While Republicans in state legislatures across the country are passing severe restrictions on reproductive rights, Republicans in Nevada have voted to drop opposition to abortion from the state party’s official platform.
According to reporting by the Reno Gazette-Journal, the adoption of the new platform, with the anti-abortion language removed, by an overwhelming vote was tempered by a battle that took place over whether the party should endorse candidates for elected office in the state. Currently, delegates are allowed to vote to endorse Republican candidates, and those who receive a majority of the vote receive the state party’s endorsement. A motion to end this process failed by a 205-271 vote. The debate split the party between establishment Republicans, who supported the process, and grassroots activists, who wanted the process to end to prevent party bosses from undermining more conservative candidates.
State party chair Michael McDonald told the Las Vegas Review-Journal that the vote was about “inclusion, not exclusion.” Dave Hockaday, a member of the committee that drafted the party platform, said the change could help the party back out of people’s personal lives. “We need to focus on issues where we can have an impact,” said Hockaday.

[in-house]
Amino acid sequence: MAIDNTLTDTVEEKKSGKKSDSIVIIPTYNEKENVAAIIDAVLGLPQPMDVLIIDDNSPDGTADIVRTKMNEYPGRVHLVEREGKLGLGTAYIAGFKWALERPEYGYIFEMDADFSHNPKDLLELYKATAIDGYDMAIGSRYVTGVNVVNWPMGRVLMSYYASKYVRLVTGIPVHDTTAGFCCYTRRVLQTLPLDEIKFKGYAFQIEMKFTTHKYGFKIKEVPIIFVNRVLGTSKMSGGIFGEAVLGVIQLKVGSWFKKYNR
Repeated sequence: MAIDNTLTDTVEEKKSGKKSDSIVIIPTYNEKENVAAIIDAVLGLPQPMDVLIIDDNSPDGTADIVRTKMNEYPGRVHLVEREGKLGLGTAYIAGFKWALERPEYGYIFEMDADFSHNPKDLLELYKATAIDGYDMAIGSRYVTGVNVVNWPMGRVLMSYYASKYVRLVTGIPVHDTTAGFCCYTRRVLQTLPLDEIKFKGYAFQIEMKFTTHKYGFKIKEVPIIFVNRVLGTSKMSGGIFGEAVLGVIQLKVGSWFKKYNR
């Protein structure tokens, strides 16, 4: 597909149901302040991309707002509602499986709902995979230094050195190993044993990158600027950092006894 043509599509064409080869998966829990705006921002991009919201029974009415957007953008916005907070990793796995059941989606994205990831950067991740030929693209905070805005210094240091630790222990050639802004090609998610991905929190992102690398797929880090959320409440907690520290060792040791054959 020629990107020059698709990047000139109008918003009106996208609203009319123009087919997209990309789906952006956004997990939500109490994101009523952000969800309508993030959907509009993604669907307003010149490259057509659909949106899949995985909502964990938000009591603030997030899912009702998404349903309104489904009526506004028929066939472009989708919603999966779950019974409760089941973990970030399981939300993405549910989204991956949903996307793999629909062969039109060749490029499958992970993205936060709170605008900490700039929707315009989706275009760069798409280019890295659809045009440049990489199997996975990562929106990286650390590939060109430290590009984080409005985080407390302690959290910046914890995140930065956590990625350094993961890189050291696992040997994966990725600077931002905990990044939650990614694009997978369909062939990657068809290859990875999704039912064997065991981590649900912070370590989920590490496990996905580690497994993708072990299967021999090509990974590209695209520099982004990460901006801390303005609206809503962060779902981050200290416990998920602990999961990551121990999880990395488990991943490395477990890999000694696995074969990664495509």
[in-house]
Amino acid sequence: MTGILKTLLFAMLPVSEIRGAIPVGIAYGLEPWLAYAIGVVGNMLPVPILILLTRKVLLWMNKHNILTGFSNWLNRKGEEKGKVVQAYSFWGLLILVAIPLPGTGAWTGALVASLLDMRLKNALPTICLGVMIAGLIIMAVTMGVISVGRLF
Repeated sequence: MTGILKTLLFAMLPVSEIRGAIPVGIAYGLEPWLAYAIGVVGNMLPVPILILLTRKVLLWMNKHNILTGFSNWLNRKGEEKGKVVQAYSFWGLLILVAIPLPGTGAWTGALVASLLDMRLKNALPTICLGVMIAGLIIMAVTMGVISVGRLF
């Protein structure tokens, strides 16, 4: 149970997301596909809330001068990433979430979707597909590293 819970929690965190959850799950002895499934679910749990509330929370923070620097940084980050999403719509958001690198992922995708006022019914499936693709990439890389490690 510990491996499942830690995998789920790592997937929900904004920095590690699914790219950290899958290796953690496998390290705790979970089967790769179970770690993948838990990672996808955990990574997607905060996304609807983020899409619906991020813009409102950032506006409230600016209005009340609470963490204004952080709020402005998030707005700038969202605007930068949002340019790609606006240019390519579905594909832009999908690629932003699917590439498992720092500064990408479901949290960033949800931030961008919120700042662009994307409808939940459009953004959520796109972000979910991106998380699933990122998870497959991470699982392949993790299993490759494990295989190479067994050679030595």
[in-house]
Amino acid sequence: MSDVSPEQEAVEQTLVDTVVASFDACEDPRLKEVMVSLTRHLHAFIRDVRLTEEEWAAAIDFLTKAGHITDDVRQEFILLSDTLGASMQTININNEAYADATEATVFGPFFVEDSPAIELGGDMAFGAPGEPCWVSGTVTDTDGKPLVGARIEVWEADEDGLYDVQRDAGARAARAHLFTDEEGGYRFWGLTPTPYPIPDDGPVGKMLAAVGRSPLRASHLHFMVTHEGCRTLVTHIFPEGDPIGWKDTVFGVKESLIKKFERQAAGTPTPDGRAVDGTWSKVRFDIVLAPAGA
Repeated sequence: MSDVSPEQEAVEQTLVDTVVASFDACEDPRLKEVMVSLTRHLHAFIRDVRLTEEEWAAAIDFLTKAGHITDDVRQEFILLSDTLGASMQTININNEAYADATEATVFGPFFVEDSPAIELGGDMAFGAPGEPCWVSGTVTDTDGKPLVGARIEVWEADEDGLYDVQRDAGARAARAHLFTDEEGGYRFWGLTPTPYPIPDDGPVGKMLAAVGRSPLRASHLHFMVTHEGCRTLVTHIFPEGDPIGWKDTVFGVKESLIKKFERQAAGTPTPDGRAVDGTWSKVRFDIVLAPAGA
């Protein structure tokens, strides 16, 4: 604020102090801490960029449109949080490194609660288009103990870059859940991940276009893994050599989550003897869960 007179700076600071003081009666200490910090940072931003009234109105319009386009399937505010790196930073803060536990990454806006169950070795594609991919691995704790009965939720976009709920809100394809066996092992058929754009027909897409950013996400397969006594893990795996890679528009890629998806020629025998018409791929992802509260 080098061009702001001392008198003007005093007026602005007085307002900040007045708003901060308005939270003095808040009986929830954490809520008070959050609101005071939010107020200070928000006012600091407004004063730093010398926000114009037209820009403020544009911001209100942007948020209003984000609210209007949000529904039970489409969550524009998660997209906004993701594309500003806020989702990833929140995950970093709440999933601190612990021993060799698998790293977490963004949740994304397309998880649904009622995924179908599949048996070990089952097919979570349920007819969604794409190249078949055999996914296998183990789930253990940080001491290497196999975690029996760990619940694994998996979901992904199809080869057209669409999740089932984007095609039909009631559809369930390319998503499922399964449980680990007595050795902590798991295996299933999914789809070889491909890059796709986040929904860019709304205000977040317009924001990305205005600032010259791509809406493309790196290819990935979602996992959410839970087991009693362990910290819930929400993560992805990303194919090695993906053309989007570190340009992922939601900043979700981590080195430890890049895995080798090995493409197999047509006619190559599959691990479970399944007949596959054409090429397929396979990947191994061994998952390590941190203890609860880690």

The Nevada Republican Party platform now stands in stark contrast to the national Republican Party platform adopted at the 2012 Republican National Convention, which includes support for “a human life amendment” to the Constitution that would criminalize abortion and many forms of contraception, in vitro fertilization, and treatment of pregnant women with life-threatening conditions such as cancer.
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Nevada has several laws on the books supporting reproductive rights, including one that guarantees women access to abortion care and other reproductive health-care services. However, Nevada does restrict low-income women’s access to abortion care, allowing publicly funded abortion only in cases in which the life of a pregnant woman is in danger or the pregnancy is the result of rape or incest.
The Nevada state legislature, which is controlled by Democrats (a Republican, Brian Sondoval, currently serves as governor), is not in session. During the 2013 legislative session, while Republican-controlled state legislatures were passing record numbers of anti-choice laws and Republicans across the country introduced hundreds of anti-choice bills, not a single anti-choice bill was introduced in Nevada.